Counter-terrorism approaches grounded in the criminal justice system have not prevented violent radicalisation. Indeed there is some evidence that these approaches may have encouraged membership of radical groups by not recognising Muslim communities as allies, citizens, victims of terrorism, and victims of discrimination, but only as suspect communities who were then further alienated. Informed by public health research and practice, a new approach is proposed to target populations vulnerable to recruitment, rather than rely only on research of well known terrorist groups and individual perpetrators of terrorist acts.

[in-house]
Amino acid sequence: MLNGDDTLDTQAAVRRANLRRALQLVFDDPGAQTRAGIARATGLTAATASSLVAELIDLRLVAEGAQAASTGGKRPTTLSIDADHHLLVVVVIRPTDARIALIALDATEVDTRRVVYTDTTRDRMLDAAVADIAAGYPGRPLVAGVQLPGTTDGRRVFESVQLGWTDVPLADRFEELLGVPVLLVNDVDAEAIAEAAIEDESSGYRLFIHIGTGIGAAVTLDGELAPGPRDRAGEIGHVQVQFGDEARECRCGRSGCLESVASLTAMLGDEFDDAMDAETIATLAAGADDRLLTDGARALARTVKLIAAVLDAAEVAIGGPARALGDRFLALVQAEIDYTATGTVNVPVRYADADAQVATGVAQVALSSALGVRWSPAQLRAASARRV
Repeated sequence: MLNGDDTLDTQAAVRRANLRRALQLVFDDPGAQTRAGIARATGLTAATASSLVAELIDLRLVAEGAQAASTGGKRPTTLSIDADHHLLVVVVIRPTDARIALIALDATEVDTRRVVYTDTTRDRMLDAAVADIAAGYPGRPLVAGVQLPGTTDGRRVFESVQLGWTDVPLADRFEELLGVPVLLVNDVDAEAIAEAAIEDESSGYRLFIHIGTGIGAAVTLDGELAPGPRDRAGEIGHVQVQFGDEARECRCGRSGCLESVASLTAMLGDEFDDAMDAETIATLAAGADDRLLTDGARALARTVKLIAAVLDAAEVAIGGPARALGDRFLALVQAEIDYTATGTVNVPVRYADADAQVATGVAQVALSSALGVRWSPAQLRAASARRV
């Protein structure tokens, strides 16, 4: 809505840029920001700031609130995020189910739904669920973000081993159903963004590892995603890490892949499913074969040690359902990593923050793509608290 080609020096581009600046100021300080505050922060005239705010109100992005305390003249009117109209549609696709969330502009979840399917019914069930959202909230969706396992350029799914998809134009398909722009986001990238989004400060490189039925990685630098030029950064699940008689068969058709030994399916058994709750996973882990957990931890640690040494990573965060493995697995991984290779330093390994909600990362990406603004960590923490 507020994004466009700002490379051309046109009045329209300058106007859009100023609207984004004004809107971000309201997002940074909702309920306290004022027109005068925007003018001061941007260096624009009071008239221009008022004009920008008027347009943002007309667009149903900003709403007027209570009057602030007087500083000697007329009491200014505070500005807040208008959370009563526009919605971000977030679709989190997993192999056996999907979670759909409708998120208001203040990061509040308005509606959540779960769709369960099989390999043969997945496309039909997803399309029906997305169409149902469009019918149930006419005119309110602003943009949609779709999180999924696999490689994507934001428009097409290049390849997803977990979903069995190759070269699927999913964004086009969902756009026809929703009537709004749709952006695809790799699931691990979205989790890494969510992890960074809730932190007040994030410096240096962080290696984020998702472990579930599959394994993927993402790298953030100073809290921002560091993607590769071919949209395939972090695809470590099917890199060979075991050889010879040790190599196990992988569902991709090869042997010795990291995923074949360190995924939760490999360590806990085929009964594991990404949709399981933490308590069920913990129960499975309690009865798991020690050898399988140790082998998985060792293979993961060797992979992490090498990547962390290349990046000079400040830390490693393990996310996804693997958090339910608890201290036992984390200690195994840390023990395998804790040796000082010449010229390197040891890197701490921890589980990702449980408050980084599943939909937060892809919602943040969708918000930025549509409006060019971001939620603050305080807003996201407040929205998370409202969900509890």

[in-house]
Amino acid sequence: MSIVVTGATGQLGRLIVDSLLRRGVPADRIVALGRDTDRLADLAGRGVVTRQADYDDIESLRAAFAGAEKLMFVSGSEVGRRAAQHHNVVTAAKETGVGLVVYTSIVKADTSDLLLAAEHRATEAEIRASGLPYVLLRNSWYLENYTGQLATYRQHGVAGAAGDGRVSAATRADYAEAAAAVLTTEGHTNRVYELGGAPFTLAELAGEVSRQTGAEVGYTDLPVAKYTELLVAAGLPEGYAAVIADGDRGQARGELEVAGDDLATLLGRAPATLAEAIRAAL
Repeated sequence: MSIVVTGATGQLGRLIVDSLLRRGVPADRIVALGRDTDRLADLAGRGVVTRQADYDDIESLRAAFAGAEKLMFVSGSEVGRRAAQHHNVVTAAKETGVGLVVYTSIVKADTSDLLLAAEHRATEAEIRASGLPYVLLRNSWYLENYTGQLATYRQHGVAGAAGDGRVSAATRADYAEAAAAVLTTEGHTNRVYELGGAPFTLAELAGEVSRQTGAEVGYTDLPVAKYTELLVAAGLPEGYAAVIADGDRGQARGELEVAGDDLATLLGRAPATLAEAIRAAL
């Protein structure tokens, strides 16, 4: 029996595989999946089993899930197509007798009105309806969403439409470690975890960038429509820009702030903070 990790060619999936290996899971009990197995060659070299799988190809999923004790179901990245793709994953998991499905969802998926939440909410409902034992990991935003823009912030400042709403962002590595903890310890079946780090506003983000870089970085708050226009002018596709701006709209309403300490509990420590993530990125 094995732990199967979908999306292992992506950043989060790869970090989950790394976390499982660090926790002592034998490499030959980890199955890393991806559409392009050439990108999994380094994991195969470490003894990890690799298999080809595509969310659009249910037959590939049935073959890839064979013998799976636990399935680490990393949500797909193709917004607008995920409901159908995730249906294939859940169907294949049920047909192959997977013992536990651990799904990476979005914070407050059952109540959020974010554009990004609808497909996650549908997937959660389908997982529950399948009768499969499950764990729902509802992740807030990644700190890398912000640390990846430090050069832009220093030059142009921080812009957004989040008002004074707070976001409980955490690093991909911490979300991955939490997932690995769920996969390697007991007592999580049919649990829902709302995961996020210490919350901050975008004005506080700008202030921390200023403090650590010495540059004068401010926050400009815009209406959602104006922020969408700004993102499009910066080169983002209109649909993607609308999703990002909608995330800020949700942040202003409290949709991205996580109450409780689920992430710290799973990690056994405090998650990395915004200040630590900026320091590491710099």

Call for a public health approach to the prevention of violent radicalisation, arguing that this approach has the potential to foster social inclusion and social justice in communities that feel threatened by terrorism. This approach can facilitate the identification of factors to protect individuals from induction into violent ideologies during critical developmental periods.
Phase Two of this research starts soon. Contact us at [email protected]